The Pigeon Tunnel by John le Carre
Some people’s lives are stranger than fiction. This was the feeling I got as I read John Le Carre’s autobiography The Pigeon Tunnel. He is a consummate spinner of yarns, some so intriguing that I sometimes wondered if he had somewhat stretched the truth.
Thrillers are not my preferred genre and I have read none of John Le Carre’s. But I enjoyed reading about his encounters with politicians and a bunch of other interesting people.
The part which touched me most was about his difficult relationship with his con man father.
My partner John is an avid thriller reader and not only brings stacks of them home from the library but has downloaded dozens of them on his kindle. I wondered if this autobiography would meet with his approval. His views follow:
“John le Carre is famous for his many thrillers. But The Pigeon Tunnel marks a departure from these. It is an autobiography, and his first non-fiction book.
It gives great insight into his early days working for the British spy agency MI6, and his later life as a novelist. Many of the characters in his novels are based on the real lives of the people he met during this time.
John le Carre (a pseudonym for his real name Cornwall) was born in 1931, and first visited Germany at the end of his high school education in 1949. After majoring in German at University, and a short spell teaching at Eton, he worked in the British embassy in Bonn during the cold war.
Germany was a divided country in those days, and the communist threat was very real. While his time working for MI6 was relatively brief, the contacts he made, and the impressions of life as a spy on both sides of the iron curtain coloured his later life as a novelist.
Le Carre has many anecdotes of his life working for the British government. During the course of his work he met many politicians, both from the East and the West, and also became acquainted with some notorious figures such as Kim Philby and George Blake.
The bulk of the book is however about his life as a novelist, and the myriad of people he met during his fifty years as a novelist. The fact that he had once worked for M16 led many of his foreign contacts to believe that he was still a British agent, and so they would try to use him to get information to his western contacts.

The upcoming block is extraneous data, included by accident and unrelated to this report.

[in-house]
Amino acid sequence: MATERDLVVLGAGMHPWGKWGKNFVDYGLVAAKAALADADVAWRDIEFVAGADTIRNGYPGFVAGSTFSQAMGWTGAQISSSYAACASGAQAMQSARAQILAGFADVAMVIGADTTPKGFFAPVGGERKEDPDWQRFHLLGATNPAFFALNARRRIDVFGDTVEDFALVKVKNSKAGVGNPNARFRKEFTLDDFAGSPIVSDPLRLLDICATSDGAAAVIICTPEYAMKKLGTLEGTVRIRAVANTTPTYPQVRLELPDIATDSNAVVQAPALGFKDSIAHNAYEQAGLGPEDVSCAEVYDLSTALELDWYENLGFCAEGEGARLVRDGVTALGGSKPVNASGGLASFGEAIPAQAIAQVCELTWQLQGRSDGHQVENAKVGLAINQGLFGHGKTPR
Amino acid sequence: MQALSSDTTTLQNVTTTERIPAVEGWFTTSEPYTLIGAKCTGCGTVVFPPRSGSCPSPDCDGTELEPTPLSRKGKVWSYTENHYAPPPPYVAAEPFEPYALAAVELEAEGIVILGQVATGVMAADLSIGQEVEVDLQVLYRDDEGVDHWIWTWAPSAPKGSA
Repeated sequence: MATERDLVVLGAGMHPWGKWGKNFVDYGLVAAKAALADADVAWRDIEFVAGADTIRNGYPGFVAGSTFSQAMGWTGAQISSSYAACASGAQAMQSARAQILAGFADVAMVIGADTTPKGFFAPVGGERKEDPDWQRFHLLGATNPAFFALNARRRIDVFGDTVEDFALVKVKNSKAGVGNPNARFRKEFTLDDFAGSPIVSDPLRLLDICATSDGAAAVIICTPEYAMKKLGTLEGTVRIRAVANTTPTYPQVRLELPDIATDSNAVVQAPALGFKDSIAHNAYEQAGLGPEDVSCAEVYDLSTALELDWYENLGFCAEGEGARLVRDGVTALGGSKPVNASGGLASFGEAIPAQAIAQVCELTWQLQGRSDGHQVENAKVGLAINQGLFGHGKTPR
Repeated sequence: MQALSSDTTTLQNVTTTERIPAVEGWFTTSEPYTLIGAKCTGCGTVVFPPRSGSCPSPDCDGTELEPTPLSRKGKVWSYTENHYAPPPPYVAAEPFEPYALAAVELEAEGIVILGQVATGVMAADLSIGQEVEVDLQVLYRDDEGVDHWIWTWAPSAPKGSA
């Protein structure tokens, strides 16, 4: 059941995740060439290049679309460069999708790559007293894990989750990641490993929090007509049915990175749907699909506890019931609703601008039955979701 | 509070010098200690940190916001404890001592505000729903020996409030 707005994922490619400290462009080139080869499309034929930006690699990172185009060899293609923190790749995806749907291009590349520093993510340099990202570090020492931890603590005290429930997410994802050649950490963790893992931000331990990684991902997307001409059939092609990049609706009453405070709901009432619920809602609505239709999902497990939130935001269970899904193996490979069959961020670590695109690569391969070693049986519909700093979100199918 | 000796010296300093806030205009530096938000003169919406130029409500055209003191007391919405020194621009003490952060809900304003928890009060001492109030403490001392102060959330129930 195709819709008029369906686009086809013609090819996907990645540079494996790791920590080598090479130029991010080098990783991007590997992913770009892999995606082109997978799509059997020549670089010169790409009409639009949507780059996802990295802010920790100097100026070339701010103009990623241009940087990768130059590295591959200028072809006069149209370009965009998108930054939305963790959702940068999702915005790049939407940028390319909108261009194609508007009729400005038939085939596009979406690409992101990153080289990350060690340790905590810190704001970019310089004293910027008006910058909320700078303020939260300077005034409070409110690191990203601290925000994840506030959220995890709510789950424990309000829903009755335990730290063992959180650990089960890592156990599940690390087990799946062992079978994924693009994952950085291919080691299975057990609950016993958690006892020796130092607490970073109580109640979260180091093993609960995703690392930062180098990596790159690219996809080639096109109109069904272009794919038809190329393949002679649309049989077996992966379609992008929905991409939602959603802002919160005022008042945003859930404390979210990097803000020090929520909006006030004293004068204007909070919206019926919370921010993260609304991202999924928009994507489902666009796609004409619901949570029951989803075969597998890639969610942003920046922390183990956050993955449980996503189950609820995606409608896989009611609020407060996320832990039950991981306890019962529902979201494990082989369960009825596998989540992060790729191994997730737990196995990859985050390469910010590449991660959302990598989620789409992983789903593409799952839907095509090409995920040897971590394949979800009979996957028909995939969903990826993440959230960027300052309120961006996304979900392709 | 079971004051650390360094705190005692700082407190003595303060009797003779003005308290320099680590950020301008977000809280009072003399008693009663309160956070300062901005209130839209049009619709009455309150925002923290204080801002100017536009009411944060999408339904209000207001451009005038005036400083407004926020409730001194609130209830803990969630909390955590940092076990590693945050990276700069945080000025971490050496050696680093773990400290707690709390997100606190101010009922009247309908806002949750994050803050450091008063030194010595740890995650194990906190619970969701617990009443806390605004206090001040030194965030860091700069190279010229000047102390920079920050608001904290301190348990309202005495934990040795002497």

One of le Carre’s anecdotes regards a story told to him by a highly ranked Russian, Yevgeny Primakov, who insisted that Saddam Hussein had told him that he wished to leave Kuwait prior to the first Gulf war, as long as he could do so in a manner that didn’t involve loss of face. He was asked to take the message directly to American President Bush and to British PM Thatcher so that war could be avoided. Both would have none of it, preferring war to an Iraqi withdrawal.
Other parts of the book are more personal. He always had a difficult relationship with his father Ronnie, who was a true con-man. He first became aware of this as a schoolboy, when he was sent to Paris to try and persuade one of his father’s contacts to give him some money.
As le Carre became increasingly wealthy through his writing he was frequently asked to bail his father out from difficult situations, which adds another aspect to this famous novelist’s life.
This book is a good read. It tends to waver a little in the second half, as some of the stories become a little repetitive, but overall it will appeal to the large number of le Carre fans, and also to those who enjoy a well-written but anecdotal description of many of the important events that have shaped our world in the past seventy years.
Title: The Pigeon. Tunnel Author: John Le Carre.Publisher: Viking Press. RRP $38
Reviewed by John Potter. Read more here.